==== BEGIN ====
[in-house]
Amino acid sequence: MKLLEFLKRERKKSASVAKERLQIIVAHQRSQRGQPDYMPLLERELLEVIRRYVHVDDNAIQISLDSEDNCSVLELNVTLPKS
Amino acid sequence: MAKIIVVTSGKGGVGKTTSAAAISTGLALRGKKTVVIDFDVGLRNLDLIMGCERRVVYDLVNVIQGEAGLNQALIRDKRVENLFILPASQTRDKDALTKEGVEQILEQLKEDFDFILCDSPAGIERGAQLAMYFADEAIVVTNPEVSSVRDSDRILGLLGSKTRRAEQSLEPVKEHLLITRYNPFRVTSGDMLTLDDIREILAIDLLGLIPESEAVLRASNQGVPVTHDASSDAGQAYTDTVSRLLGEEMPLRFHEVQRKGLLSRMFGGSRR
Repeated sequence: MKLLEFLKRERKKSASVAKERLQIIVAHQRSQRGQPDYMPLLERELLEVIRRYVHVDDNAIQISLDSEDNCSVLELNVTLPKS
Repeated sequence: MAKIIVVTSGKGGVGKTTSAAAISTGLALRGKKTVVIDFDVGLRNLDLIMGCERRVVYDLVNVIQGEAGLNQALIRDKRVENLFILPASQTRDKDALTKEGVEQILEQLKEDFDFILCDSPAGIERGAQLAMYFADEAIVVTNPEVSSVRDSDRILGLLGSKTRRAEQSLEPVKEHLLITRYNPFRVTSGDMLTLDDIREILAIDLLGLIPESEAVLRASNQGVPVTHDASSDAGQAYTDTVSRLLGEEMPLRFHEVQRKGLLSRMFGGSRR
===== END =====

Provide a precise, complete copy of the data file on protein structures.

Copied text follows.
[in-house]
Amino acid sequence: MKLLEFLKRERKKSASVAKERLQIIVAHQRSQRGQPDYMPLLERELLEVIRRYVHVDDNAIQISLDSEDNCSVLELNVTLPKS
Amino acid sequence: MAKIIVVTSGKGGVGKTTSAAAISTGLALRGKKTVVIDFDVGLRNLDLIMGCERRVVYDLVNVIQGEAGLNQALIRDKRVENLFILPASQTRDKDALTKEGVEQILEQLKEDFDFILCDSPAGIERGAQLAMYFADEAIVVTNPEVSSVRDSDRILGLLGSKTRRAEQSLEPVKEHLLITRYNPFRVTSGDMLTLDDIREILAIDLLGLIPESEAVLRASNQGVPVTHDASSDAGQAYTDTVSRLLGEEMPLRFHEVQRKGLLSRMFGGSRR
Repeated sequence: MKLLEFLKRERKKSASVAKERLQIIVAHQRSQRGQPDYMPLLERELLEVIRRYVHVDDNAIQISLDSEDNCSVLELNVTLPKS
Repeated sequence: MAKIIVVTSGKGGVGKTTSAAAISTGLALRGKKTVVIDFDVGLRNLDLIMGCERRVVYDLVNVIQGEAGLNQALIRDKRVENLFILPASQTRDKDALTKEGVEQILEQLKEDFDFILCDSPAGIERGAQLAMYFADEAIVVTNPEVSSVRDSDRILGLLGSKTRRAEQSLEPVKEHLLITRYNPFRVTSGDMLTLDDIREILAIDLLGLIPESEAVLRASNQGVPVTHDASSDAGQAYTDTVSRLLGEEMPLRFHEVQRKGLLSRMFGGSRR